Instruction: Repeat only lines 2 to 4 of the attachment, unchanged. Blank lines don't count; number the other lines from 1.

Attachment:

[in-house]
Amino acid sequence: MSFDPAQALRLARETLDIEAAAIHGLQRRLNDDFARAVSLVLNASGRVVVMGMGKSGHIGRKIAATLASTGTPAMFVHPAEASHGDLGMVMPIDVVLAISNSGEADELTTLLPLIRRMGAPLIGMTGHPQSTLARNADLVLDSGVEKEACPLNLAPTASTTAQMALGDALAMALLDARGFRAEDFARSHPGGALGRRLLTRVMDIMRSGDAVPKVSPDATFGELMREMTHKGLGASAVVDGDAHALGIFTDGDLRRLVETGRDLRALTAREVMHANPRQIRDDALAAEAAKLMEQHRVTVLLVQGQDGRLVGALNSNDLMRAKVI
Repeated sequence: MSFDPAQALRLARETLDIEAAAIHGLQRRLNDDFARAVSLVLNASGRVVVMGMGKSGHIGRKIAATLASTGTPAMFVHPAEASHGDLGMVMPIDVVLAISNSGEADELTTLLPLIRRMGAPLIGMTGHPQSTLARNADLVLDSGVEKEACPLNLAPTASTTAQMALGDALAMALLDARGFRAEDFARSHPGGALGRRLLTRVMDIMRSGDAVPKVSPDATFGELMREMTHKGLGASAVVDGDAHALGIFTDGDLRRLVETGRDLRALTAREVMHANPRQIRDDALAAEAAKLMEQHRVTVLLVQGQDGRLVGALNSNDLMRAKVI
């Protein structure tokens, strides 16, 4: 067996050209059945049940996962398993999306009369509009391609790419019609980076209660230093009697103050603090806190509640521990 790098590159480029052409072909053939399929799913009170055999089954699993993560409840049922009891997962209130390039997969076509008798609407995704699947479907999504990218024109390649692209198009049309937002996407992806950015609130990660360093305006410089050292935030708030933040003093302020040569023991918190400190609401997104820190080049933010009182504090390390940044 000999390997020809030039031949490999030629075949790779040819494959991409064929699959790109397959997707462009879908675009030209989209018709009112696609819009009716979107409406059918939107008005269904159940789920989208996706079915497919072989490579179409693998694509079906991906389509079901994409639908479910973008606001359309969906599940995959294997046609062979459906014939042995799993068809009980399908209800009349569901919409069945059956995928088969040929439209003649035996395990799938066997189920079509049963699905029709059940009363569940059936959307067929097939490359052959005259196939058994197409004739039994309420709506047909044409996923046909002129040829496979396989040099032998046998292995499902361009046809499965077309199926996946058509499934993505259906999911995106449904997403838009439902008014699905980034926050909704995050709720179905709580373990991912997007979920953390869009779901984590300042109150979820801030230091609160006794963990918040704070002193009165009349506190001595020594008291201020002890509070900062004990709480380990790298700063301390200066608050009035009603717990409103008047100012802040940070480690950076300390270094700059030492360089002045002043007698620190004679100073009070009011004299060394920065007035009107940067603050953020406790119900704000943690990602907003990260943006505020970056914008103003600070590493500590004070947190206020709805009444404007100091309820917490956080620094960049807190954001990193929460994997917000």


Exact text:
Amino acid sequence: MSFDPAQALRLARETLDIEAAAIHGLQRRLNDDFARAVSLVLNASGRVVVMGMGKSGHIGRKIAATLASTGTPAMFVHPAEASHGDLGMVMPIDVVLAISNSGEADELTTLLPLIRRMGAPLIGMTGHPQSTLARNADLVLDSGVEKEACPLNLAPTASTTAQMALGDALAMALLDARGFRAEDFARSHPGGALGRRLLTRVMDIMRSGDAVPKVSPDATFGELMREMTHKGLGASAVVDGDAHALGIFTDGDLRRLVETGRDLRALTAREVMHANPRQIRDDALAAEAAKLMEQHRVTVLLVQGQDGRLVGALNSNDLMRAKVI
Repeated sequence: MSFDPAQALRLARETLDIEAAAIHGLQRRLNDDFARAVSLVLNASGRVVVMGMGKSGHIGRKIAATLASTGTPAMFVHPAEASHGDLGMVMPIDVVLAISNSGEADELTTLLPLIRRMGAPLIGMTGHPQSTLARNADLVLDSGVEKEACPLNLAPTASTTAQMALGDALAMALLDARGFRAEDFARSHPGGALGRRLLTRVMDIMRSGDAVPKVSPDATFGELMREMTHKGLGASAVVDGDAHALGIFTDGDLRRLVETGRDLRALTAREVMHANPRQIRDDALAAEAAKLMEQHRVTVLLVQGQDGRLVGALNSNDLMRAKVI
């Protein structure tokens, strides 16, 4: 067996050209059945049940996962398993999306009369509009391609790419019609980076209660230093009697103050603090806190509640521990 790098590159480029052409072909053939399929799913009170055999089954699993993560409840049922009891997962209130390039997969076509008798609407995704699947479907999504990218024109390649692209198009049309937002996407992806950015609130990660360093305006410089050292935030708030933040003093302020040569023991918190400190609401997104820190080049933010009182504090390390940044 000999390997020809030039031949490999030629075949790779040819494959991409064929699959790109397959997707462009879908675009030209989209018709009112696609819009009716979107409406059918939107008005269904159940789920989208996706079915497919072989490579179409693998694509079906991906389509079901994409639908479910973008606001359309969906599940995959294997046609062979459906014939042995799993068809009980399908209800009349569901919409069945059956995928088969040929439209003649035996395990799938066997189920079509049963699905029709059940009363569940059936959307067929097939490359052959005259196939058994197409004739039994309420709506047909044409996923046909002129040829496979396989040099032998046998292995499902361009046809499965077309199926996946058509499934993505259906999911995106449904997403838009439902008014699905980034926050909704995050709720179905709580373990991912997007979920953390869009779901984590300042109150979820801030230091609160006794963990918040704070002193009165009349506190001595020594008291201020002890509070900062004990709480380990790298700063301390200066608050009035009603717990409103008047100012802040940070480690950076300390270094700059030492360089002045002043007698620190004679100073009070009011004299060394920065007035009107940067603050953020406790119900704000943690990602907003990260943006505020970056914008103003600070590493500590004070947190206020709805009444404007100091309820917490956080620094960049807190954001990193929460994997917000």